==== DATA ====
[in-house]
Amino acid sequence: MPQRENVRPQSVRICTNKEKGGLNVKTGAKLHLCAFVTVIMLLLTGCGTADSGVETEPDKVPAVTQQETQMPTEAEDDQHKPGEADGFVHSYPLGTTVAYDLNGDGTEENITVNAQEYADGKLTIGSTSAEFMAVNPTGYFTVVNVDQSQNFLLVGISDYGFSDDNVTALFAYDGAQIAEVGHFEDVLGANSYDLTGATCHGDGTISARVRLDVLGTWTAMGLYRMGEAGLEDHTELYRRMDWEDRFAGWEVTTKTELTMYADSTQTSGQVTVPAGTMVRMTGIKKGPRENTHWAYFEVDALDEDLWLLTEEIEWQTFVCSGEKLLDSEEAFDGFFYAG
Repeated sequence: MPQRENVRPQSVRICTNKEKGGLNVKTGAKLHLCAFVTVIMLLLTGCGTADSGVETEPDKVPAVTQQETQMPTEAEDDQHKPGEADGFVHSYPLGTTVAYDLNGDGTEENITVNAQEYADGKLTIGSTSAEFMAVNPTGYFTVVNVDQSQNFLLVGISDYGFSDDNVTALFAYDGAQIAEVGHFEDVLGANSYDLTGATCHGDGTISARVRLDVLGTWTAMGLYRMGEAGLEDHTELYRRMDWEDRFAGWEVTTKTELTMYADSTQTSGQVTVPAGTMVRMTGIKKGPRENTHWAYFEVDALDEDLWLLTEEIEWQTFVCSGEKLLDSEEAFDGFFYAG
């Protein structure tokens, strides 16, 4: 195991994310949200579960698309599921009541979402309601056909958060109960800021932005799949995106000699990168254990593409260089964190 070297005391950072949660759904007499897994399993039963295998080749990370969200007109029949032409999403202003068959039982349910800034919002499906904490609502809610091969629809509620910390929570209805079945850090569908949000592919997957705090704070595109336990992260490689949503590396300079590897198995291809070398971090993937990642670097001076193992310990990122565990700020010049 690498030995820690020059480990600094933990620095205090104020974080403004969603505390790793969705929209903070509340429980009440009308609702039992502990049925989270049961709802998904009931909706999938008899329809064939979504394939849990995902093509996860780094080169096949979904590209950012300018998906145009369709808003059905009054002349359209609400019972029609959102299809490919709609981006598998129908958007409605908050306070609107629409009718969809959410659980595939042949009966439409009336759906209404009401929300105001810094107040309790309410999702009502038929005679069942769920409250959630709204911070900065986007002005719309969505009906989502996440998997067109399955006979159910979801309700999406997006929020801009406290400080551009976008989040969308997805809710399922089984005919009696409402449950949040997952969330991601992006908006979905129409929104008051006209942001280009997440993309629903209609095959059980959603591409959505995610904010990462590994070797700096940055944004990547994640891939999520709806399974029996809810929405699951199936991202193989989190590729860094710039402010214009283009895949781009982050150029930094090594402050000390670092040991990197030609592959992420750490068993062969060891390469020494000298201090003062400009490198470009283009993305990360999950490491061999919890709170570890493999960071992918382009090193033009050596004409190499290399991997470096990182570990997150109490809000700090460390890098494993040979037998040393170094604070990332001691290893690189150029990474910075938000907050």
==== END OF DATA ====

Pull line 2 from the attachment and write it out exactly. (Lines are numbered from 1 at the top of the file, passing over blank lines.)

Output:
Amino acid sequence: MPQRENVRPQSVRICTNKEKGGLNVKTGAKLHLCAFVTVIMLLLTGCGTADSGVETEPDKVPAVTQQETQMPTEAEDDQHKPGEADGFVHSYPLGTTVAYDLNGDGTEENITVNAQEYADGKLTIGSTSAEFMAVNPTGYFTVVNVDQSQNFLLVGISDYGFSDDNVTALFAYDGAQIAEVGHFEDVLGANSYDLTGATCHGDGTISARVRLDVLGTWTAMGLYRMGEAGLEDHTELYRRMDWEDRFAGWEVTTKTELTMYADSTQTSGQVTVPAGTMVRMTGIKKGPRENTHWAYFEVDALDEDLWLLTEEIEWQTFVCSGEKLLDSEEAFDGFFYAG